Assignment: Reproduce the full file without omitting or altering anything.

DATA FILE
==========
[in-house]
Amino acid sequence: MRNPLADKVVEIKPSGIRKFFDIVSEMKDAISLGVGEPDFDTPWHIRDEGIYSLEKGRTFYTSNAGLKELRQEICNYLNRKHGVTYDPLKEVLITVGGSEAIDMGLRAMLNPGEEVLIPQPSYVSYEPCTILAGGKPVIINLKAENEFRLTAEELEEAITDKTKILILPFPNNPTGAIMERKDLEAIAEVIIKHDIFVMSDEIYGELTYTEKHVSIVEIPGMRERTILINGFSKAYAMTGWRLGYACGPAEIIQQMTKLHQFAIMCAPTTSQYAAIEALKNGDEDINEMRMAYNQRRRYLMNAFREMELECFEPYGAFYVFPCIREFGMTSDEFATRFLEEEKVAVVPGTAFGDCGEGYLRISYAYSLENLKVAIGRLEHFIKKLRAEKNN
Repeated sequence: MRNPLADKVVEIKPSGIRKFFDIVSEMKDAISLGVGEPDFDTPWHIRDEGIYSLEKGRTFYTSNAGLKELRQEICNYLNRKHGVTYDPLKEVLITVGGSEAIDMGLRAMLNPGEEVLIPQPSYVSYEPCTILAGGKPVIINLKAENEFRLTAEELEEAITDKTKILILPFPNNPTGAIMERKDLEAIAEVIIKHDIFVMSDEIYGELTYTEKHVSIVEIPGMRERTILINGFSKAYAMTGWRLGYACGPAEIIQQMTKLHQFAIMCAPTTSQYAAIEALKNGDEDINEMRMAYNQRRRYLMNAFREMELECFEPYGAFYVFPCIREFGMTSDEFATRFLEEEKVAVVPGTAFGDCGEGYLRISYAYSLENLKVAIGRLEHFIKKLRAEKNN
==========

[in-house]
Amino acid sequence: MRNPLADKVVEIKPSGIRKFFDIVSEMKDAISLGVGEPDFDTPWHIRDEGIYSLEKGRTFYTSNAGLKELRQEICNYLNRKHGVTYDPLKEVLITVGGSEAIDMGLRAMLNPGEEVLIPQPSYVSYEPCTILAGGKPVIINLKAENEFRLTAEELEEAITDKTKILILPFPNNPTGAIMERKDLEAIAEVIIKHDIFVMSDEIYGELTYTEKHVSIVEIPGMRERTILINGFSKAYAMTGWRLGYACGPAEIIQQMTKLHQFAIMCAPTTSQYAAIEALKNGDEDINEMRMAYNQRRRYLMNAFREMELECFEPYGAFYVFPCIREFGMTSDEFATRFLEEEKVAVVPGTAFGDCGEGYLRISYAYSLENLKVAIGRLEHFIKKLRAEKNN
Repeated sequence: MRNPLADKVVEIKPSGIRKFFDIVSEMKDAISLGVGEPDFDTPWHIRDEGIYSLEKGRTFYTSNAGLKELRQEICNYLNRKHGVTYDPLKEVLITVGGSEAIDMGLRAMLNPGEEVLIPQPSYVSYEPCTILAGGKPVIINLKAENEFRLTAEELEEAITDKTKILILPFPNNPTGAIMERKDLEAIAEVIIKHDIFVMSDEIYGELTYTEKHVSIVEIPGMRERTILINGFSKAYAMTGWRLGYACGPAEIIQQMTKLHQFAIMCAPTTSQYAAIEALKNGDEDINEMRMAYNQRRRYLMNAFREMELECFEPYGAFYVFPCIREFGMTSDEFATRFLEEEKVAVVPGTAFGDCGEGYLRISYAYSLENLKVAIGRLEHFIKKLRAEKNN